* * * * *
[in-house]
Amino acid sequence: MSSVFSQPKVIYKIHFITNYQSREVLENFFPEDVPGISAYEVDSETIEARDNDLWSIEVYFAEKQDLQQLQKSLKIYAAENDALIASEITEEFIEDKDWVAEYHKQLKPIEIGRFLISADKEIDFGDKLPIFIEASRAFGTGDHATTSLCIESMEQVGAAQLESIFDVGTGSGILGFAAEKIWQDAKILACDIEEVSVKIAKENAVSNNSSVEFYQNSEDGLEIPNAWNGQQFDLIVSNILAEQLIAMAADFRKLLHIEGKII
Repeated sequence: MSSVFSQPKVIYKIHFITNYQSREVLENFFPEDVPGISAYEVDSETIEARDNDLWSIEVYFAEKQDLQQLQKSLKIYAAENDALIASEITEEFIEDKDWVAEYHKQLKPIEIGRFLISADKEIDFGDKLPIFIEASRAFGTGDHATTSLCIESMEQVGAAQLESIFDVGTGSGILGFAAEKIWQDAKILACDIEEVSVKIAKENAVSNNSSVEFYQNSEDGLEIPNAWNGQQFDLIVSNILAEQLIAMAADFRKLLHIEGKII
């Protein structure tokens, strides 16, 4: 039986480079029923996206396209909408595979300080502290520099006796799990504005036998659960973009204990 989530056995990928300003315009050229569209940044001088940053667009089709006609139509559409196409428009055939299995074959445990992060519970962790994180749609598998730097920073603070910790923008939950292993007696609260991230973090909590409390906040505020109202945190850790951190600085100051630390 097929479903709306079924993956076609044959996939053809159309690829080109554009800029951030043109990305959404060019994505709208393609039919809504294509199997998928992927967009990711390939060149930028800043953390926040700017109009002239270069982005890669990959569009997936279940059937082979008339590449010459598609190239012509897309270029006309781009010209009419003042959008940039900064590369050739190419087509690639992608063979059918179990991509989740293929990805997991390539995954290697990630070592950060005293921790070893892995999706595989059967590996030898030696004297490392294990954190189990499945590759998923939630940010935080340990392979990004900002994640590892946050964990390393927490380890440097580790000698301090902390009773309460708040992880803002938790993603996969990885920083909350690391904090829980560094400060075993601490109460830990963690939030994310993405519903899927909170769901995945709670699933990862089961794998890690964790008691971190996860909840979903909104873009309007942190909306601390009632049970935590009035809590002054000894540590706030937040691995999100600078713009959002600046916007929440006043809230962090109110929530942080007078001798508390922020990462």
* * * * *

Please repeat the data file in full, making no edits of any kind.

[in-house]
Amino acid sequence: MSSVFSQPKVIYKIHFITNYQSREVLENFFPEDVPGISAYEVDSETIEARDNDLWSIEVYFAEKQDLQQLQKSLKIYAAENDALIASEITEEFIEDKDWVAEYHKQLKPIEIGRFLISADKEIDFGDKLPIFIEASRAFGTGDHATTSLCIESMEQVGAAQLESIFDVGTGSGILGFAAEKIWQDAKILACDIEEVSVKIAKENAVSNNSSVEFYQNSEDGLEIPNAWNGQQFDLIVSNILAEQLIAMAADFRKLLHIEGKII
Repeated sequence: MSSVFSQPKVIYKIHFITNYQSREVLENFFPEDVPGISAYEVDSETIEARDNDLWSIEVYFAEKQDLQQLQKSLKIYAAENDALIASEITEEFIEDKDWVAEYHKQLKPIEIGRFLISADKEIDFGDKLPIFIEASRAFGTGDHATTSLCIESMEQVGAAQLESIFDVGTGSGILGFAAEKIWQDAKILACDIEEVSVKIAKENAVSNNSSVEFYQNSEDGLEIPNAWNGQQFDLIVSNILAEQLIAMAADFRKLLHIEGKII
């Protein structure tokens, strides 16, 4: 039986480079029923996206396209909408595979300080502290520099006796799990504005036998659960973009204990 989530056995990928300003315009050229569209940044001088940053667009089709006609139509559409196409428009055939299995074959445990992060519970962790994180749609598998730097920073603070910790923008939950292993007696609260991230973090909590409390906040505020109202945190850790951190600085100051630390 097929479903709306079924993956076609044959996939053809159309690829080109554009800029951030043109990305959404060019994505709208393609039919809504294509199997998928992927967009990711390939060149930028800043953390926040700017109009002239270069982005890669990959569009997936279940059937082979008339590449010459598609190239012509897309270029006309781009010209009419003042959008940039900064590369050739190419087509690639992608063979059918179990991509989740293929990805997991390539995954290697990630070592950060005293921790070893892995999706595989059967590996030898030696004297490392294990954190189990499945590759998923939630940010935080340990392979990004900002994640590892946050964990390393927490380890440097580790000698301090902390009773309460708040992880803002938790993603996969990885920083909350690391904090829980560094400060075993601490109460830990963690939030994310993405519903899927909170769901995945709670699933990862089961794998890690964790008691971190996860909840979903909104873009309007942190909306601390009632049970935590009035809590002054000894540590706030937040691995999100600078713009959002600046916007929440006043809230962090109110929530942080007078001798508390922020990462």